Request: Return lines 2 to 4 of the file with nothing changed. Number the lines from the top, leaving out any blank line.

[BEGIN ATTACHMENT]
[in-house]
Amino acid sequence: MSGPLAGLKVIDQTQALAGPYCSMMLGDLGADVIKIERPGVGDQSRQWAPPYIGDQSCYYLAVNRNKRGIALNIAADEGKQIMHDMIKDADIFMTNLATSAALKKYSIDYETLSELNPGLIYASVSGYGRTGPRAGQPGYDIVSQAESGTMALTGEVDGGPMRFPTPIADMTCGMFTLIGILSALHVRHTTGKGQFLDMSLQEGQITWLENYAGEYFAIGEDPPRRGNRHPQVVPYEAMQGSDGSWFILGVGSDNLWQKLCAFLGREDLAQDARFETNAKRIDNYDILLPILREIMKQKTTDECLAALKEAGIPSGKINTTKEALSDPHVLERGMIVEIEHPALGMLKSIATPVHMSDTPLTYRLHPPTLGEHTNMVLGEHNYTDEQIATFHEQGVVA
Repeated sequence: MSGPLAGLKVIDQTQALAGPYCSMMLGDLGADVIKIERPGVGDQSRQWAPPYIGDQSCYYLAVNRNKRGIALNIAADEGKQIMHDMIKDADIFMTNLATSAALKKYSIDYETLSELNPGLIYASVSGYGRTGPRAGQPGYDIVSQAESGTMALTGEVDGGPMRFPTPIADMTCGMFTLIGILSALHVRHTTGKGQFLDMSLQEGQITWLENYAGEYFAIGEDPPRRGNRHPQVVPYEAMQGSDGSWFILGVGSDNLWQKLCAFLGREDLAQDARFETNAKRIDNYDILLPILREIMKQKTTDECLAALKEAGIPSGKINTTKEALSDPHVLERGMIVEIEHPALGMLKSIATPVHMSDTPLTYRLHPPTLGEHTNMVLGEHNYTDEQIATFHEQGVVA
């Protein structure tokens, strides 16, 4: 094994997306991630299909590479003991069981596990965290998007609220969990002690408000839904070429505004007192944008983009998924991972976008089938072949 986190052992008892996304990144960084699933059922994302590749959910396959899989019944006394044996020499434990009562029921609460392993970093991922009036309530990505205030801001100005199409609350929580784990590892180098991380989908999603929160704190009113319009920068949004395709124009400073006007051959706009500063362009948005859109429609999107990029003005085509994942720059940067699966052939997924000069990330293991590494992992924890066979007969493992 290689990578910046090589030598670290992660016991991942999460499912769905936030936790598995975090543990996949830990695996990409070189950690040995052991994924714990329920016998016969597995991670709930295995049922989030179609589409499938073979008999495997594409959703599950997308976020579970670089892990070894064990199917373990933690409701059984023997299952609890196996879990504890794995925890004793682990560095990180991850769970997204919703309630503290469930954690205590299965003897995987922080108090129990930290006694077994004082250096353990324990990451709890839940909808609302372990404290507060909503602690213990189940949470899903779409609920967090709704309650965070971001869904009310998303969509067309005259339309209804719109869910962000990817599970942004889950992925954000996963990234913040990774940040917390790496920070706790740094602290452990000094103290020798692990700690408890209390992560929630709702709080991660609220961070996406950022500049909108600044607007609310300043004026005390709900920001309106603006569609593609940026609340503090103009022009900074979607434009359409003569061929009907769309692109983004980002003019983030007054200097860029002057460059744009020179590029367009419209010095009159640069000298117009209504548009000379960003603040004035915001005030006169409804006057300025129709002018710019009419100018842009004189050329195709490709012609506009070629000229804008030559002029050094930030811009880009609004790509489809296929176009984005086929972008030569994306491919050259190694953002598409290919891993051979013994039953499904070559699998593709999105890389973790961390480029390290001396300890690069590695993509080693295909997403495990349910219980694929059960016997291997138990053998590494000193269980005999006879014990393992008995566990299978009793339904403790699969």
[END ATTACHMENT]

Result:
Amino acid sequence: MSGPLAGLKVIDQTQALAGPYCSMMLGDLGADVIKIERPGVGDQSRQWAPPYIGDQSCYYLAVNRNKRGIALNIAADEGKQIMHDMIKDADIFMTNLATSAALKKYSIDYETLSELNPGLIYASVSGYGRTGPRAGQPGYDIVSQAESGTMALTGEVDGGPMRFPTPIADMTCGMFTLIGILSALHVRHTTGKGQFLDMSLQEGQITWLENYAGEYFAIGEDPPRRGNRHPQVVPYEAMQGSDGSWFILGVGSDNLWQKLCAFLGREDLAQDARFETNAKRIDNYDILLPILREIMKQKTTDECLAALKEAGIPSGKINTTKEALSDPHVLERGMIVEIEHPALGMLKSIATPVHMSDTPLTYRLHPPTLGEHTNMVLGEHNYTDEQIATFHEQGVVA
Repeated sequence: MSGPLAGLKVIDQTQALAGPYCSMMLGDLGADVIKIERPGVGDQSRQWAPPYIGDQSCYYLAVNRNKRGIALNIAADEGKQIMHDMIKDADIFMTNLATSAALKKYSIDYETLSELNPGLIYASVSGYGRTGPRAGQPGYDIVSQAESGTMALTGEVDGGPMRFPTPIADMTCGMFTLIGILSALHVRHTTGKGQFLDMSLQEGQITWLENYAGEYFAIGEDPPRRGNRHPQVVPYEAMQGSDGSWFILGVGSDNLWQKLCAFLGREDLAQDARFETNAKRIDNYDILLPILREIMKQKTTDECLAALKEAGIPSGKINTTKEALSDPHVLERGMIVEIEHPALGMLKSIATPVHMSDTPLTYRLHPPTLGEHTNMVLGEHNYTDEQIATFHEQGVVA
């Protein structure tokens, strides 16, 4: 094994997306991630299909590479003991069981596990965290998007609220969990002690408000839904070429505004007192944008983009998924991972976008089938072949 986190052992008892996304990144960084699933059922994302590749959910396959899989019944006394044996020499434990009562029921609460392993970093991922009036309530990505205030801001100005199409609350929580784990590892180098991380989908999603929160704190009113319009920068949004395709124009400073006007051959706009500063362009948005859109429609999107990029003005085509994942720059940067699966052939997924000069990330293991590494992992924890066979007969493992 290689990578910046090589030598670290992660016991991942999460499912769905936030936790598995975090543990996949830990695996990409070189950690040995052991994924714990329920016998016969597995991670709930295995049922989030179609589409499938073979008999495997594409959703599950997308976020579970670089892990070894064990199917373990933690409701059984023997299952609890196996879990504890794995925890004793682990560095990180991850769970997204919703309630503290469930954690205590299965003897995987922080108090129990930290006694077994004082250096353990324990990451709890839940909808609302372990404290507060909503602690213990189940949470899903779409609920967090709704309650965070971001869904009310998303969509067309005259339309209804719109869910962000990817599970942004889950992925954000996963990234913040990774940040917390790496920070706790740094602290452990000094103290020798692990700690408890209390992560929630709702709080991660609220961070996406950022500049909108600044607007609310300043004026005390709900920001309106603006569609593609940026609340503090103009022009900074979607434009359409003569061929009907769309692109983004980002003019983030007054200097860029002057460059744009020179590029367009419209010095009159640069000298117009209504548009000379960003603040004035915001005030006169409804006057300025129709002018710019009419100018842009004189050329195709490709012609506009070629000229804008030559002029050094930030811009880009609004790509489809296929176009984005086929972008030569994306491919050259190694953002598409290919891993051979013994039953499904070559699998593709999105890389973790961390480029390290001396300890690069590695993509080693295909997403495990349910219980694929059960016997291997138990053998590494000193269980005999006879014990393992008995566990299978009793339904403790699969």